Discovering things while researching Unix history
One of the nice things about researching things like the history of
dump is that it teaches me things about Unix's history
that I didn't know. For example, until I decided to write up
history, I had no idea that it had actually originated as far back as
V6; for some reason I had it in my mind as a UCB invention.
(Perhaps because the idea of
dump always struck me as the kind of
baroque thing that UCB would come up with, instead of the sort of nice
clean solution that I like to think of Bell Labs creating. Although,
if we are being honest, V7 had its share of hacks too.)
Unix history is a bit arcane and I didn't start using Unix early enough to be fully familiar with all of it, so I can be fuzzy (or outright mistaken) about the exact details. Fortunately there are places like tuhs.org where I can actually check the primary sources. (Why I care about this stuff is another question entirely, one that I don't have a satisfactory answer to.)
On a side note, I put an unjustified slam on
cpio into my original
entry. According to Wikipedia,
cpio seems to have
been invented more or less at the same time as
tar, just by a
different group inside of AT&T (see the history of PWB/UNIX).
An advantage of doing test driven development
I have mixed feelings about 'test driven development' (and I can't claim I've done much of it, especially not with rigor), but one subtle advantage of it has come through clearly even in my limited use of it: you actually start using your code's interface before you freeze it. This is important because actually using things remains by far the best way to refine their design in computer science.
Usually I started out with a general idea of what function calls and methods and so on my code is going to have, some broad and fuzzy vision of how it's going to work. More than once, the process of actually using this interface to write the tests has shown me that I am totally wrong. Actually writing code that talks to my code to be has rubbed my nose in the fact that the natural interface is something else, or that I can't stand some aspect of it, or there is too much repetition or indirection, or so on. The act of writing the tests prompt me to revise my planned interfaces, generally improving things.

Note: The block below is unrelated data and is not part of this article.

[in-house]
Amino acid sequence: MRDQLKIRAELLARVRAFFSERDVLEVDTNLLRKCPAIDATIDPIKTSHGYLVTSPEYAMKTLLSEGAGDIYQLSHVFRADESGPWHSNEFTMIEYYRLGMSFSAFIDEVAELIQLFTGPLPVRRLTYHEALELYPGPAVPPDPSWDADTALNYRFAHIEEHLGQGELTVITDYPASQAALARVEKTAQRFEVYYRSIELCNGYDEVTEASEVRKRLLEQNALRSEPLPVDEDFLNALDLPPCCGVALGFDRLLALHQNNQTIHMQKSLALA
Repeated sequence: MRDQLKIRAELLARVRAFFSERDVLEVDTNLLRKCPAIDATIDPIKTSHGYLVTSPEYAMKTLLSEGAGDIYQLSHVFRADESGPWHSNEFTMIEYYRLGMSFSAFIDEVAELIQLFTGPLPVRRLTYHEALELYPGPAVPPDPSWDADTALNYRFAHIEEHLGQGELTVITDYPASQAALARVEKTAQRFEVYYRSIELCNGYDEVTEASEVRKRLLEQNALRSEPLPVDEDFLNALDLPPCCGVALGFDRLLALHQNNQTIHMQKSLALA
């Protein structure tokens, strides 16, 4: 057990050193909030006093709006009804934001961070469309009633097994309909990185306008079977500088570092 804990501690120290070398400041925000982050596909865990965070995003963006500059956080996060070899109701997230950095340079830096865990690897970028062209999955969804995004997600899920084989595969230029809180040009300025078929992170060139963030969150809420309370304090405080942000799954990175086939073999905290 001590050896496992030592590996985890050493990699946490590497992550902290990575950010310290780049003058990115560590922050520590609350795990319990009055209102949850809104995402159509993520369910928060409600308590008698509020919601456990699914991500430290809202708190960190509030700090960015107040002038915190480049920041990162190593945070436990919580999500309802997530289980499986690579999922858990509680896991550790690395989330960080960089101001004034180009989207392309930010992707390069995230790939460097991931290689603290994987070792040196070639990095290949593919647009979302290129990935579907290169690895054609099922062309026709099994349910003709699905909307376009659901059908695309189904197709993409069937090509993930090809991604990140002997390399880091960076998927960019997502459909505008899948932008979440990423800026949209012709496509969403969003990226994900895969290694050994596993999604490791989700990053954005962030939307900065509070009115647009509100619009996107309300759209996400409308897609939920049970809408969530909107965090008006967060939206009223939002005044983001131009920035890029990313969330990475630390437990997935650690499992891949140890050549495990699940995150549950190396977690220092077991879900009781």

Of course, you can revise interfaces at any time. But the advantage of TDD is that you can hopefully do this before you have any actual implementation code written, which means that there is much less inertia holding you back from doing it. If you write the implementation first and then discover that the interface kind of sucks, there is always this temptation to not revise things and live with a less than ideal interface because you already have working code and it would be a shame to throw it out and start over. (Especially because you may have other code that uses the existing interfaces, and you'd have to revise it too.)
One of the things that this tells me is that I should always try to start out writing tests, even if they are going to be enough of a pain that I will later abandon them. The test of my interfaces is worth it by itself, and it's a lot more real than writing example code or something.
(This isn't a novel insight, and it was sparked by one of the points made in Piers Cawley's Fluent Interfaces.)